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Tagged with “cicero” (2) activity chart

  1. Part 2 of 2 “Cicero” by John Lord

    "Cicero" by John Lord Reader: Andrew Julow

    The story: Cicero, the greatest statesman of the last days of the Roman Republic, has a life that makes for a great story. He rose from a modestly weathly, but politically weak family to become the consul of Rome without being a general or patrician nobleman. Then, outmaneuvered by his political opponents, he was exiled for proclaiming without trial a sentence of death on the minor members of an attempted coup. He rose again to prominence through the force of his writing, then fell again when he chose to back Pompey against Julius Ceasar in the Roman Civil War. After the murder of Ceasar, Cicero spoke out against Mark Antony, finally submitting to execution after Antony entered a power-sharing agreement with Augustus.

    Lord makes no excuses for giving his opinions about Cicero or any other subject that comes his way. He draws parallels between the Romans and individual politicians of his own time. Although these comparisons were probably enlightening for people reading his words in the 19th century, I had difficulty following some of his references. Lord’s opinionated retelling is entertaining and educational, but I found myself wishing he had spent more time on the details of this fascinating man’s life, and less time pontificating about the lessons we should learn.

    Rating: 7 /10

    The reader: Julow has a serious, earnest baritone that is a good match for history. The only problem is that he doesn’t vary his delivery much, sticking with the same punctuated declarations throughout. Personally, I enjoy a looser style, but Julow’s stiff reading is probably more accurate for the time it was written. Other than this matter of taste, the reading is good and the sound quality excellent.

    Review from the FREE LISTENS blog

    —Huffduffed by markhulme 3 years ago

  2. Part 1 of 2 “Cicero” by John Lord

    "Cicero" by John Lord Reader: Andrew Julow

    The story: Cicero, the greatest statesman of the last days of the Roman Republic, has a life that makes for a great story. He rose from a modestly weathly, but politically weak family to become the consul of Rome without being a general or patrician nobleman. Then, outmaneuvered by his political opponents, he was exiled for proclaiming without trial a sentence of death on the minor members of an attempted coup. He rose again to prominence through the force of his writing, then fell again when he chose to back Pompey against Julius Ceasar in the Roman Civil War. After the murder of Ceasar, Cicero spoke out against Mark Antony, finally submitting to execution after Antony entered a power-sharing agreement with Augustus.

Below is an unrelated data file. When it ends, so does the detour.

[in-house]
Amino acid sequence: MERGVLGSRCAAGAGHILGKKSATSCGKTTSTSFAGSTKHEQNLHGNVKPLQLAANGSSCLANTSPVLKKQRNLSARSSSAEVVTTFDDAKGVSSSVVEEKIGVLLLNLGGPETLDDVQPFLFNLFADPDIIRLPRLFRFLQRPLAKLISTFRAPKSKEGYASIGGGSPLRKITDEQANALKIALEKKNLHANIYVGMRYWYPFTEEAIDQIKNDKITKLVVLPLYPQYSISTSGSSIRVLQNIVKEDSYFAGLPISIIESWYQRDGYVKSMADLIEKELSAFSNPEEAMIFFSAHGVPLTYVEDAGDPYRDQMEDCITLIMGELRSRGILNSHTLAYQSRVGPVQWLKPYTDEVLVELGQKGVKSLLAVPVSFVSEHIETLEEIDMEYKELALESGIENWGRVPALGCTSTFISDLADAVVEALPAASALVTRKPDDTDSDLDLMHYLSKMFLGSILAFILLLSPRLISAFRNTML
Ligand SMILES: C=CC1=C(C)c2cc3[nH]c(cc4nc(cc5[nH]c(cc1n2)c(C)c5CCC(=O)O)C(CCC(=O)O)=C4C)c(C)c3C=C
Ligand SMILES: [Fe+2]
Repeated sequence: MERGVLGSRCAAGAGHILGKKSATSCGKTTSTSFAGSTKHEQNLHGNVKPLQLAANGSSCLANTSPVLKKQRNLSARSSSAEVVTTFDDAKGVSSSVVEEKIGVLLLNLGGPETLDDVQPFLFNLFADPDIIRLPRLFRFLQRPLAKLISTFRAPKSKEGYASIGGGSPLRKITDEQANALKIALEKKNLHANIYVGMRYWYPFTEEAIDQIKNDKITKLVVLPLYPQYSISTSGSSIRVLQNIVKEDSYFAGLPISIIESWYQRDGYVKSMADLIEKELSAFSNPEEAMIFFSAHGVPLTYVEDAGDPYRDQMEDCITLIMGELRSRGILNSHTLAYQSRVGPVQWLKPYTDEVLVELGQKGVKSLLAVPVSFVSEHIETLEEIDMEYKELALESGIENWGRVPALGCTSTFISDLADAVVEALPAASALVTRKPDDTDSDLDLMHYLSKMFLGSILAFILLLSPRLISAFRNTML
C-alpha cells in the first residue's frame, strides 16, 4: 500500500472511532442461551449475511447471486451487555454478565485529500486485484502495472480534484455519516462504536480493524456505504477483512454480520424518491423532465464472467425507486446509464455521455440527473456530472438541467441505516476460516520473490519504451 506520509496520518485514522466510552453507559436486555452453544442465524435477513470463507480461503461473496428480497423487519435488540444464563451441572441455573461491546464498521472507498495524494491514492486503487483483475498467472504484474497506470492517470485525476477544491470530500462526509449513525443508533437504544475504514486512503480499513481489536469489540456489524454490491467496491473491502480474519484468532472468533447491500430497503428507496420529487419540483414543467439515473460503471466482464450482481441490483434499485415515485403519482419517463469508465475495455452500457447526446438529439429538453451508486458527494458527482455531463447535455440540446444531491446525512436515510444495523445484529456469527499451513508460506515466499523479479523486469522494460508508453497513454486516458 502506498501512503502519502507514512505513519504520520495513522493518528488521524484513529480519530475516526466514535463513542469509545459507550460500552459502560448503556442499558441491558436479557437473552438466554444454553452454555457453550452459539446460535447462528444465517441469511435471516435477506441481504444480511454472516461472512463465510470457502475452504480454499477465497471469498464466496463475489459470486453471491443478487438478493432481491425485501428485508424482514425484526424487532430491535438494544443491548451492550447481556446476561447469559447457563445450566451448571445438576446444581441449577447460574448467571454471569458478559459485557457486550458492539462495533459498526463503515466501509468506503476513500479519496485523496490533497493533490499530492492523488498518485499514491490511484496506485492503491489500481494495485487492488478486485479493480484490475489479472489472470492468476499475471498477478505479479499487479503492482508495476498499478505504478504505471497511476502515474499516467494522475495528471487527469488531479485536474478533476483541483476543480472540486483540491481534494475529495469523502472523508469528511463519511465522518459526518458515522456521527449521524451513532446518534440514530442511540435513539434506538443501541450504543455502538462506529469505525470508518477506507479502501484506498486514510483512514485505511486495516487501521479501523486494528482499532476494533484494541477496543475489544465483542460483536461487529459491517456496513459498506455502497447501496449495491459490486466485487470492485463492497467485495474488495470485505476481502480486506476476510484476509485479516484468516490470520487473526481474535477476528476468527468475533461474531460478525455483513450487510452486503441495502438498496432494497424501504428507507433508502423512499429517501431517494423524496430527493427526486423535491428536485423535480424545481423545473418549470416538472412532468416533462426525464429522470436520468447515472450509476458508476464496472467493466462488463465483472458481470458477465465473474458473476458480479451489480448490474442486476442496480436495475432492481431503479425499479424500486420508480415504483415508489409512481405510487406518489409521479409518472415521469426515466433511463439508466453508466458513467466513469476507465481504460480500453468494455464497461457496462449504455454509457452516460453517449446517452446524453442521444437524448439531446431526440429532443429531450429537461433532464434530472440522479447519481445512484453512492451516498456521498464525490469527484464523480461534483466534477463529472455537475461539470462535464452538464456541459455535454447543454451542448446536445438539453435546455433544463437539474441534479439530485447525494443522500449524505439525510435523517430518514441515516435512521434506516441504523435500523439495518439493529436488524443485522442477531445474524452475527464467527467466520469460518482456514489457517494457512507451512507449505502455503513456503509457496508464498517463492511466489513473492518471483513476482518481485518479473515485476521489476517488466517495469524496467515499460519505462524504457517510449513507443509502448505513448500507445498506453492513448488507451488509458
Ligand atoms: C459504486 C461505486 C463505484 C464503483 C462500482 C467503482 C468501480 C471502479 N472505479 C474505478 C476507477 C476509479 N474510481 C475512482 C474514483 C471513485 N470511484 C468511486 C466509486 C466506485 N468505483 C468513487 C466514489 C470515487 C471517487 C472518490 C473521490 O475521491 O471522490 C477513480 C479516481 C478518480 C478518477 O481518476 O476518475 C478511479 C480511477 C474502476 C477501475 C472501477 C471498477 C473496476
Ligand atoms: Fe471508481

Lord makes no excuses for giving his opinions about Cicero or any other subject that comes his way. He draws parallels between the Romans and individual politicians of his own time. Although these comparisons were probably enlightening for people reading his words in the 19th century, I had difficulty following some of his references. Lord’s opinionated retelling is entertaining and educational, but I found myself wishing he had spent more time on the details of this fascinating man’s life, and less time pontificating about the lessons we should learn.

    Rating: 7 /10

    The reader: Julow has a serious, earnest baritone that is a good match for history. The only problem is that he doesn’t vary his delivery much, sticking with the same punctuated declarations throughout. Personally, I enjoy a looser style, but Julow’s stiff reading is probably more accurate for the time it was written. Other than this matter of taste, the reading is good and the sound quality excellent.

    Review from the FREE LISTENS blog

    —Huffduffed by markhulme 3 years ago